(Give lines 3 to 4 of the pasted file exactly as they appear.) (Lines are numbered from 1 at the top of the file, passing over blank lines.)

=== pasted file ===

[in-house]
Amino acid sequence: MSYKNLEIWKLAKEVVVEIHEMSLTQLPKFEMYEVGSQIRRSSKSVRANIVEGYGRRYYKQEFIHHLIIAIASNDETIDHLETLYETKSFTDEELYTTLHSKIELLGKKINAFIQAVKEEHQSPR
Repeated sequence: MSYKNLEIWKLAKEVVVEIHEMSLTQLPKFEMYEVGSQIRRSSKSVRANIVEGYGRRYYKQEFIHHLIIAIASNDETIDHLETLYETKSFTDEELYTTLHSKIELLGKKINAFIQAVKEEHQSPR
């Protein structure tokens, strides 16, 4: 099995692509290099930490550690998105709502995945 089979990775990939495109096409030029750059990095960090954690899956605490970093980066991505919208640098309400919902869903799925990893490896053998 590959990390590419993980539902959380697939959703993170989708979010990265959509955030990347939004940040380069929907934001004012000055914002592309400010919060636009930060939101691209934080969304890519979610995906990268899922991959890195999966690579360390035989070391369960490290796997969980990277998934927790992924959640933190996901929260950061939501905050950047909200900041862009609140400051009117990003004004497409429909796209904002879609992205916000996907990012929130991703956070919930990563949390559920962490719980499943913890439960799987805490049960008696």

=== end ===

Repeated sequence: MSYKNLEIWKLAKEVVVEIHEMSLTQLPKFEMYEVGSQIRRSSKSVRANIVEGYGRRYYKQEFIHHLIIAIASNDETIDHLETLYETKSFTDEELYTTLHSKIELLGKKINAFIQAVKEEHQSPR
């Protein structure tokens, strides 16, 4: 099995692509290099930490550690998105709502995945 089979990775990939495109096409030029750059990095960090954690899956605490970093980066991505919208640098309400919902869903799925990893490896053998 590959990390590419993980539902959380697939959703993170989708979010990265959509955030990347939004940040380069929907934001004012000055914002592309400010919060636009930060939101691209934080969304890519979610995906990268899922991959890195999966690579360390035989070391369960490290796997969980990277998934927790992924959640933190996901929260950061939501905050950047909200900041862009609140400051009117990003004004497409429909796209904002879609992205916000996907990012929130991703956070919930990563949390559920962490719980499943913890439960799987805490049960008696």